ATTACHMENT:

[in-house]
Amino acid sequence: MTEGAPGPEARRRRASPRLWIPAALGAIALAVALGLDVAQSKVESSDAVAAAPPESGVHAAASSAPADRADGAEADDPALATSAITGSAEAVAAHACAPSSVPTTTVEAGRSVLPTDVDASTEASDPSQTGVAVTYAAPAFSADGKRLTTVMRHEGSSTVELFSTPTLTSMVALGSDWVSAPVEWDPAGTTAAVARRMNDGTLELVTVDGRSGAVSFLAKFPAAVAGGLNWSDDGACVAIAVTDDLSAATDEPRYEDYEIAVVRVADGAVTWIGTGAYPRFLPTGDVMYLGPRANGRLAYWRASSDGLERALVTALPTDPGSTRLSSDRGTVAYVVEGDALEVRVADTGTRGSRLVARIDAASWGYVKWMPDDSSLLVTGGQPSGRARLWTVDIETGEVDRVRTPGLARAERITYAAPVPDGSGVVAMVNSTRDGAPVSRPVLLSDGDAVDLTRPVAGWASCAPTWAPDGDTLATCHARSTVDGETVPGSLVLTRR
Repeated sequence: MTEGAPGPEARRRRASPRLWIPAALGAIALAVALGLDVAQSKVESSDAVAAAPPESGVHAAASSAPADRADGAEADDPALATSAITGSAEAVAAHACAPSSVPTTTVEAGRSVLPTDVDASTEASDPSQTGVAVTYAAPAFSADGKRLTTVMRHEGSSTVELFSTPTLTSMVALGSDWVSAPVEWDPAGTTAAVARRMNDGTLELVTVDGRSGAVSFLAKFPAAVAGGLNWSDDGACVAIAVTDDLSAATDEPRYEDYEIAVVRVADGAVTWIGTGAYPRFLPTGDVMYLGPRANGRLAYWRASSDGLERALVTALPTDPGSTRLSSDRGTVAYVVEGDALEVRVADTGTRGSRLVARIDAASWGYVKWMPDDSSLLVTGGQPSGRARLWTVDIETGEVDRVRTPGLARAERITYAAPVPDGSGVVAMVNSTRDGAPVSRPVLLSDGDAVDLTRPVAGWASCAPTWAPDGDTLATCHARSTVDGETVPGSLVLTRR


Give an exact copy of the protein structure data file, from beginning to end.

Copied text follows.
[in-house]
Amino acid sequence: MTEGAPGPEARRRRASPRLWIPAALGAIALAVALGLDVAQSKVESSDAVAAAPPESGVHAAASSAPADRADGAEADDPALATSAITGSAEAVAAHACAPSSVPTTTVEAGRSVLPTDVDASTEASDPSQTGVAVTYAAPAFSADGKRLTTVMRHEGSSTVELFSTPTLTSMVALGSDWVSAPVEWDPAGTTAAVARRMNDGTLELVTVDGRSGAVSFLAKFPAAVAGGLNWSDDGACVAIAVTDDLSAATDEPRYEDYEIAVVRVADGAVTWIGTGAYPRFLPTGDVMYLGPRANGRLAYWRASSDGLERALVTALPTDPGSTRLSSDRGTVAYVVEGDALEVRVADTGTRGSRLVARIDAASWGYVKWMPDDSSLLVTGGQPSGRARLWTVDIETGEVDRVRTPGLARAERITYAAPVPDGSGVVAMVNSTRDGAPVSRPVLLSDGDAVDLTRPVAGWASCAPTWAPDGDTLATCHARSTVDGETVPGSLVLTRR
Repeated sequence: MTEGAPGPEARRRRASPRLWIPAALGAIALAVALGLDVAQSKVESSDAVAAAPPESGVHAAASSAPADRADGAEADDPALATSAITGSAEAVAAHACAPSSVPTTTVEAGRSVLPTDVDASTEASDPSQTGVAVTYAAPAFSADGKRLTTVMRHEGSSTVELFSTPTLTSMVALGSDWVSAPVEWDPAGTTAAVARRMNDGTLELVTVDGRSGAVSFLAKFPAAVAGGLNWSDDGACVAIAVTDDLSAATDEPRYEDYEIAVVRVADGAVTWIGTGAYPRFLPTGDVMYLGPRANGRLAYWRASSDGLERALVTALPTDPGSTRLSSDRGTVAYVVEGDALEVRVADTGTRGSRLVARIDAASWGYVKWMPDDSSLLVTGGQPSGRARLWTVDIETGEVDRVRTPGLARAERITYAAPVPDGSGVVAMVNSTRDGAPVSRPVLLSDGDAVDLTRPVAGWASCAPTWAPDGDTLATCHARSTVDGETVPGSLVLTRR